Fecal Corticosterone in Spotted Owls

´ Tempel & Gutierrez

In addition, samples taken from the same bird within the same day sometimes differed greatly (e.g., by nearly 200 ng/g dry feces in one instance), although time of day did not explain this variation. Some variation was undoubtedly due to factors that were unknown, such as individual differences in metabolism, susceptibility to stress, past experience, and recent exposure to stressors. Partial sampling of a fecal mass may also have been important. Frequently, only a portion of a fecal mass would be available for sampling because some of the feces would be caught by intervening foliage. If corticosterone metabolites were not uniformly distributed within the feces, this would have affected our measured levels. Recent food intake may have been important because fecal metabolite concentrations depend on the total mass of the feces. Rates of prey delivery to Mexican Spotted Owl nests, which may be indicative of prey capture rate, were not uniform over a 24-hour period or during nocturnal hours only (Delaney et al. 1999).

tors that may affect fecal corticosterone levels--such as sample handling, partial sampling, and food intake--and the sensitivity of this species to chronic stress at different times of the year. If necessary, a more common but closely related surrogate species, such as the Barred Owl (S. varia), could be used in such studies.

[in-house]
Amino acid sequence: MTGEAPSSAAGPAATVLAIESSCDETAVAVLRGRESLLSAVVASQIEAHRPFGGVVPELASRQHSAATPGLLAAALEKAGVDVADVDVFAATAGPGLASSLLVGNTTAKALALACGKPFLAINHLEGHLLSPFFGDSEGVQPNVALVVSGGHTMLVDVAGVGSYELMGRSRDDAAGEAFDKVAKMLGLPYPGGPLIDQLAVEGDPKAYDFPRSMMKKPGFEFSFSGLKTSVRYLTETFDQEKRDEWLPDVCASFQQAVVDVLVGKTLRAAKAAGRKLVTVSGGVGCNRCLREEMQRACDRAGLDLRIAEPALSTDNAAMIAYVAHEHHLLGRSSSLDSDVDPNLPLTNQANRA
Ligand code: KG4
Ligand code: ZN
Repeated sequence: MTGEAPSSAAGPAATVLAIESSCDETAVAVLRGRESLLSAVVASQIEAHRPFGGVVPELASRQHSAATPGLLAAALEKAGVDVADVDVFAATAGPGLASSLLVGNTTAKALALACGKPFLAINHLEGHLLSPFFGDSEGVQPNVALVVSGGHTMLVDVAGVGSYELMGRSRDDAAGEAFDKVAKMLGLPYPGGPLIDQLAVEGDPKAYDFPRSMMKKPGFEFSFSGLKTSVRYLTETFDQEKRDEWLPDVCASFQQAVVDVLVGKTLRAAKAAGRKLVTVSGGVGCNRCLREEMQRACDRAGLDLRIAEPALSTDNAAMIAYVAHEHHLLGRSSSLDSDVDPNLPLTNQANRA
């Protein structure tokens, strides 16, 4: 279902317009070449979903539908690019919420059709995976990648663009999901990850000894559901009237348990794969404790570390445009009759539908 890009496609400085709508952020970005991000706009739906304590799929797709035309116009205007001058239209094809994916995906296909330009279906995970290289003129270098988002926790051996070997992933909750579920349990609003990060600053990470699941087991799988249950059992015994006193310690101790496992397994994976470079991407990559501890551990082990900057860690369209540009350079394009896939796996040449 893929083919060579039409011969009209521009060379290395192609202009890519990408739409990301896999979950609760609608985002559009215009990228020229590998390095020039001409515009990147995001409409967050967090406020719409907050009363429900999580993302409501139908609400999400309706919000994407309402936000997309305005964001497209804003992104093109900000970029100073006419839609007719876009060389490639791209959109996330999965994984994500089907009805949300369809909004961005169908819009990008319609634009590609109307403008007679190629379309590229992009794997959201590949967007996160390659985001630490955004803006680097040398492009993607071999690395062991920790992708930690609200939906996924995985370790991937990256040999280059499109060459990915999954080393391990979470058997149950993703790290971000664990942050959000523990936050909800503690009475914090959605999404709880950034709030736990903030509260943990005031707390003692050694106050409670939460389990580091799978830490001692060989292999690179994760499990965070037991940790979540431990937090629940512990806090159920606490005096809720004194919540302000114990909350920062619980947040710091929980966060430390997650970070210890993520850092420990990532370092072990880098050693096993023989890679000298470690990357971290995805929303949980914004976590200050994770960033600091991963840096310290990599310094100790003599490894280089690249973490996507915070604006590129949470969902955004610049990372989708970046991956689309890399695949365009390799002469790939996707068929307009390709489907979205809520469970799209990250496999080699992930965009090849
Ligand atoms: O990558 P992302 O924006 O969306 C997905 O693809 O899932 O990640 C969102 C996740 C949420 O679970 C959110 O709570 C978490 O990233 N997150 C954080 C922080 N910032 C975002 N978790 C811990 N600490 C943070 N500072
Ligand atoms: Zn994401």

We thank M. Seamans, M. Bond, A. Chatfield, K. Christie, H. Sin, J. Corcoran, K. Martin, and E. Spinler for their assistance in the field. We thank J. Millspaugh and B. Washburn for conducting the laboratory analyses. D. Andersen, P. Redig, J. Fox, B. Washburn, J. Millspaugh, and two anonymous reviewers provided comments on the manuscript. P. Dixon, D. Andersen, G. Zimmerman, and A. Franklin provided thoughtful comments on the study design and data analysis. We thank R. Heald, G. I. Gould, J. Robinson, C. Parker, M. Easton, and Blodgett Research Forest for providing logistic support. Funding was provided by Region 5 of the U.S. Forest Service (contract USDA­FS/53­9158­ 02­EC06 to R.J.G.), Region 1 of the U.S. Fish and Wildlife Service (service order 101811M663 to R.J.G.), and the University of Minnesota. Literature Cited